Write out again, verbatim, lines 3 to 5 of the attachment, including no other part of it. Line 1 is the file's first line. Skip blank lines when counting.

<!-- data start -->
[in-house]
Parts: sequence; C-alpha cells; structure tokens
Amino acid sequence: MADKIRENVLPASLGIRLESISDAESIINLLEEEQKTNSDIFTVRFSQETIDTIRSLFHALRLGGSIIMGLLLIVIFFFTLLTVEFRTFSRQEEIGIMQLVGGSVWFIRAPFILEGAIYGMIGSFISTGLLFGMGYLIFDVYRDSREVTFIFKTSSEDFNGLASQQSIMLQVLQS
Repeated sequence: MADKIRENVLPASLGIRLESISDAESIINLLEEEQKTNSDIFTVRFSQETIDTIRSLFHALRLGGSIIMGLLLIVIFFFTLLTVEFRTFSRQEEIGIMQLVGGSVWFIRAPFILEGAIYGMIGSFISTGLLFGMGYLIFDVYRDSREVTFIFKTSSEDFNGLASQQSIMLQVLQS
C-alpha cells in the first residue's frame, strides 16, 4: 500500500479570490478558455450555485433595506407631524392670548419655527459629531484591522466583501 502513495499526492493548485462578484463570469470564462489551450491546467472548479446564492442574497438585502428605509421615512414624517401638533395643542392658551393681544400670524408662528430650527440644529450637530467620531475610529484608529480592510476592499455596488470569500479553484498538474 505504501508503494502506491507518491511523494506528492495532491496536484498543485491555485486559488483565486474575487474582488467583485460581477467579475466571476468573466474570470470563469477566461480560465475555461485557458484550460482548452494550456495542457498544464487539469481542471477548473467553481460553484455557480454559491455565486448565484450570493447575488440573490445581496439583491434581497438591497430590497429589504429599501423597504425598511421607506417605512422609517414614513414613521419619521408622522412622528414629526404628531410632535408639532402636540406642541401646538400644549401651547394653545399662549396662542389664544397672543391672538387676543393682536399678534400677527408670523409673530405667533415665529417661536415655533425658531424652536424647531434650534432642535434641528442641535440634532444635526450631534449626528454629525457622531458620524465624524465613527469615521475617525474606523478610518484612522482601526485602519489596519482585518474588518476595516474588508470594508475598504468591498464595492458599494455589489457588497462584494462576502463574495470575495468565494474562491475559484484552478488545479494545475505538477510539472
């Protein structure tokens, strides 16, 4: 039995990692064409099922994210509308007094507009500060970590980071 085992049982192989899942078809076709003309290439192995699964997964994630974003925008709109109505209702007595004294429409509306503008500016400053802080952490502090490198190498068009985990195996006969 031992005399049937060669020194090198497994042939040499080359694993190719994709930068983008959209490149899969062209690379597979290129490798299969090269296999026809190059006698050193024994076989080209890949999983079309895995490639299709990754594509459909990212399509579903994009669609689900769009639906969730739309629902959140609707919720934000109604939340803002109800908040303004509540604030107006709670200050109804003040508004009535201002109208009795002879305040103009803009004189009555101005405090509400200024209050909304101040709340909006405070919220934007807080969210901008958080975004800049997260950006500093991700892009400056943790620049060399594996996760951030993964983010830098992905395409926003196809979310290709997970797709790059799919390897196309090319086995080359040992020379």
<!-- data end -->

Amino acid sequence: MADKIRENVLPASLGIRLESISDAESIINLLEEEQKTNSDIFTVRFSQETIDTIRSLFHALRLGGSIIMGLLLIVIFFFTLLTVEFRTFSRQEEIGIMQLVGGSVWFIRAPFILEGAIYGMIGSFISTGLLFGMGYLIFDVYRDSREVTFIFKTSSEDFNGLASQQSIMLQVLQS
Repeated sequence: MADKIRENVLPASLGIRLESISDAESIINLLEEEQKTNSDIFTVRFSQETIDTIRSLFHALRLGGSIIMGLLLIVIFFFTLLTVEFRTFSRQEEIGIMQLVGGSVWFIRAPFILEGAIYGMIGSFISTGLLFGMGYLIFDVYRDSREVTFIFKTSSEDFNGLASQQSIMLQVLQS
C-alpha cells in the first residue's frame, strides 16, 4: 500500500479570490478558455450555485433595506407631524392670548419655527459629531484591522466583501 502513495499526492493548485462578484463570469470564462489551450491546467472548479446564492442574497438585502428605509421615512414624517401638533395643542392658551393681544400670524408662528430650527440644529450637530467620531475610529484608529480592510476592499455596488470569500479553484498538474 505504501508503494502506491507518491511523494506528492495532491496536484498543485491555485486559488483565486474575487474582488467583485460581477467579475466571476468573466474570470470563469477566461480560465475555461485557458484550460482548452494550456495542457498544464487539469481542471477548473467553481460553484455557480454559491455565486448565484450570493447575488440573490445581496439583491434581497438591497430590497429589504429599501423597504425598511421607506417605512422609517414614513414613521419619521408622522412622528414629526404628531410632535408639532402636540406642541401646538400644549401651547394653545399662549396662542389664544397672543391672538387676543393682536399678534400677527408670523409673530405667533415665529417661536415655533425658531424652536424647531434650534432642535434641528442641535440634532444635526450631534449626528454629525457622531458620524465624524465613527469615521475617525474606523478610518484612522482601526485602519489596519482585518474588518476595516474588508470594508475598504468591498464595492458599494455589489457588497462584494462576502463574495470575495468565494474562491475559484484552478488545479494545475505538477510539472